How a Psychotherapist Does Her Job Through Zoom During Quarantine

In our Day in the Quarantine Life series, we’re chatting with Canadians about their new normal, exploring how they organize their days and balance their home lives with work obligations. Here, Lisa Brookman, a psychotherapist in Montreal, shares how she does her job from home and what's troubling her clients during the pandemic.


I wake up to my Bernese Mountain Dog licking my face and poking his nose into my nose to tell me he needs to go out to do his pee. I take both my dogs outside and play with them. It starts my day off on such a positive note—with that brisk cold air and the sunshine. It’s so invigorating. It snowed the entire day yesterday, so everything’s white again.

I’m a mom of three teenagers. I co-own a psychotherapy/psychology private clinic in Montreal called West Island Therapy and Wellness Centre with my husband, who’s a child psychologist.

Pre-quarantine, I’d wake up at 6 a.m., get to my office at 7:30 a.m. and not finish until 6:30 p.m., run home, make supper, look at homework, and connect with the kids. I was feeling like I had a lot on my plate. I was trying figure out how I could have better work-life balance. Then all this hit. We packed up everything, including all our office stuff, and headed up to our cottage up north. It’s our favourite place on earth. So, my lifestyle has changed significantly since being in the city. I’m still working as much, but I’ve shifted my priorities.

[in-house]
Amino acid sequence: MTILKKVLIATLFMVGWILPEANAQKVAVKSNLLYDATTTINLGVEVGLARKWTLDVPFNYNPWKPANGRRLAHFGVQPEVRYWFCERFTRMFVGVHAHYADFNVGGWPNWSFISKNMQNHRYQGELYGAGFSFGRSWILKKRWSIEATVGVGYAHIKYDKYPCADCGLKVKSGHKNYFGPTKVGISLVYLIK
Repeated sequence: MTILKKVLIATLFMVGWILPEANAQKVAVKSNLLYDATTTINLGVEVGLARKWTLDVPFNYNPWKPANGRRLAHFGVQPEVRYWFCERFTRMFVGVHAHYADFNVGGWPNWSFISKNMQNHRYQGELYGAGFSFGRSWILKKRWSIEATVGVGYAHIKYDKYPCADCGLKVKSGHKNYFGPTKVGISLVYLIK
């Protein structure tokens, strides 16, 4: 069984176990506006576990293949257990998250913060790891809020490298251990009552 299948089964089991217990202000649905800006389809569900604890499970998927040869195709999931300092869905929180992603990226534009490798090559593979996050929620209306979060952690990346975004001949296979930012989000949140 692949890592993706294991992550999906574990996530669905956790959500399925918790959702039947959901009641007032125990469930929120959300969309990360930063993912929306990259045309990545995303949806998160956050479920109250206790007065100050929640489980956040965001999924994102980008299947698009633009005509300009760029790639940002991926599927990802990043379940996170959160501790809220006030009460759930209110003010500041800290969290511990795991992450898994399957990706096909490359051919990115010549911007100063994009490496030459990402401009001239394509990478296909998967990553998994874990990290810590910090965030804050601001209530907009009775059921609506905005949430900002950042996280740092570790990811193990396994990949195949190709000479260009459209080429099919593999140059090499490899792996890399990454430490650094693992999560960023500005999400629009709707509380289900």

7 a.m.

I do a FaceTime workout session with my trainer from Montreal. I’m not always super motivated to work out, so I asked him to do virtual workouts with me. We do them three mornings a week, 45 minutes a day.

He gives me exercises to do using my body weight. I’ve been able to maintain my physical fitness. Two of my kids also do the workouts with me, so it’s a family-style workout!

7:45 a.m.

I make myself a smoothie with banana, chocolate, vanilla, and peanut butter. I blend up a big batch, take some, and leave the rest in the pitcher on the counter for my kids and husband.

I jump right into the shower, get quickly dressed, and put on some make up. I make sure the kids are organized for the virtual classes since all three of them still have school, then I grab my huge Starbucks water tumbler, and I get settled for my sessions with my clients.